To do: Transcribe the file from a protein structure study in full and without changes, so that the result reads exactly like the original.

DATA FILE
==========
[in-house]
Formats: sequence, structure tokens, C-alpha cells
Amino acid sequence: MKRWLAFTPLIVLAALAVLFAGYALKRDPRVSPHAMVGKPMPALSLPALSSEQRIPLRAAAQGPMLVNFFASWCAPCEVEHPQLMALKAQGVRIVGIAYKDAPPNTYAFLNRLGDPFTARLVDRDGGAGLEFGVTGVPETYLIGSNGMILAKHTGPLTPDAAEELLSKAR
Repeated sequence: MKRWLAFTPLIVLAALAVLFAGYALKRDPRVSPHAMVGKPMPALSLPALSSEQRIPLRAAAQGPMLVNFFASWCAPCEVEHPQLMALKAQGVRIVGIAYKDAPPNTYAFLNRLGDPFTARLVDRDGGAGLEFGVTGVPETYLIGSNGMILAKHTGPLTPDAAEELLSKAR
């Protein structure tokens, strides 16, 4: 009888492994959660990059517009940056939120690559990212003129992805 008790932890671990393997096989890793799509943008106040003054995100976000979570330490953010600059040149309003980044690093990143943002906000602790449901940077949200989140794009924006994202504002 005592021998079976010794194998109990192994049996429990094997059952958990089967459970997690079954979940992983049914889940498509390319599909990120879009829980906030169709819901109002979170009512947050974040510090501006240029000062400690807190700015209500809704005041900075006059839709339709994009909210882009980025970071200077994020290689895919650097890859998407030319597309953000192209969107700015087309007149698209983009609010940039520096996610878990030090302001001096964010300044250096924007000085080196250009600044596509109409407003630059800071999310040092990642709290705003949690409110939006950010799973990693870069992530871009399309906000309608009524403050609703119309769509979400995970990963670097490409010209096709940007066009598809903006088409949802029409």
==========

[in-house]
Formats: sequence, structure tokens, C-alpha cells
Amino acid sequence: MKRWLAFTPLIVLAALAVLFAGYALKRDPRVSPHAMVGKPMPALSLPALSSEQRIPLRAAAQGPMLVNFFASWCAPCEVEHPQLMALKAQGVRIVGIAYKDAPPNTYAFLNRLGDPFTARLVDRDGGAGLEFGVTGVPETYLIGSNGMILAKHTGPLTPDAAEELLSKAR
Repeated sequence: MKRWLAFTPLIVLAALAVLFAGYALKRDPRVSPHAMVGKPMPALSLPALSSEQRIPLRAAAQGPMLVNFFASWCAPCEVEHPQLMALKAQGVRIVGIAYKDAPPNTYAFLNRLGDPFTARLVDRDGGAGLEFGVTGVPETYLIGSNGMILAKHTGPLTPDAAEELLSKAR
């Protein structure tokens, strides 16, 4: 009888492994959660990059517009940056939120690559990212003129992805 008790932890671990393997096989890793799509943008106040003054995100976000979570330490953010600059040149309003980044690093990143943002906000602790449901940077949200989140794009924006994202504002 005592021998079976010794194998109990192994049996429990094997059952958990089967459970997690079954979940992983049914889940498509390319599909990120879009829980906030169709819901109002979170009512947050974040510090501006240029000062400690807190700015209500809704005041900075006059839709339709994009909210882009980025970071200077994020290689895919650097890859998407030319597309953000192209969107700015087309007149698209983009609010940039520096996610878990030090302001001096964010300044250096924007000085080196250009600044596509109409407003630059800071999310040092990642709290705003949690409110939006950010799973990693870069992530871009399309906000309608009524403050609703119309769509979400995970990963670097490409010209096709940007066009598809903006088409949802029409």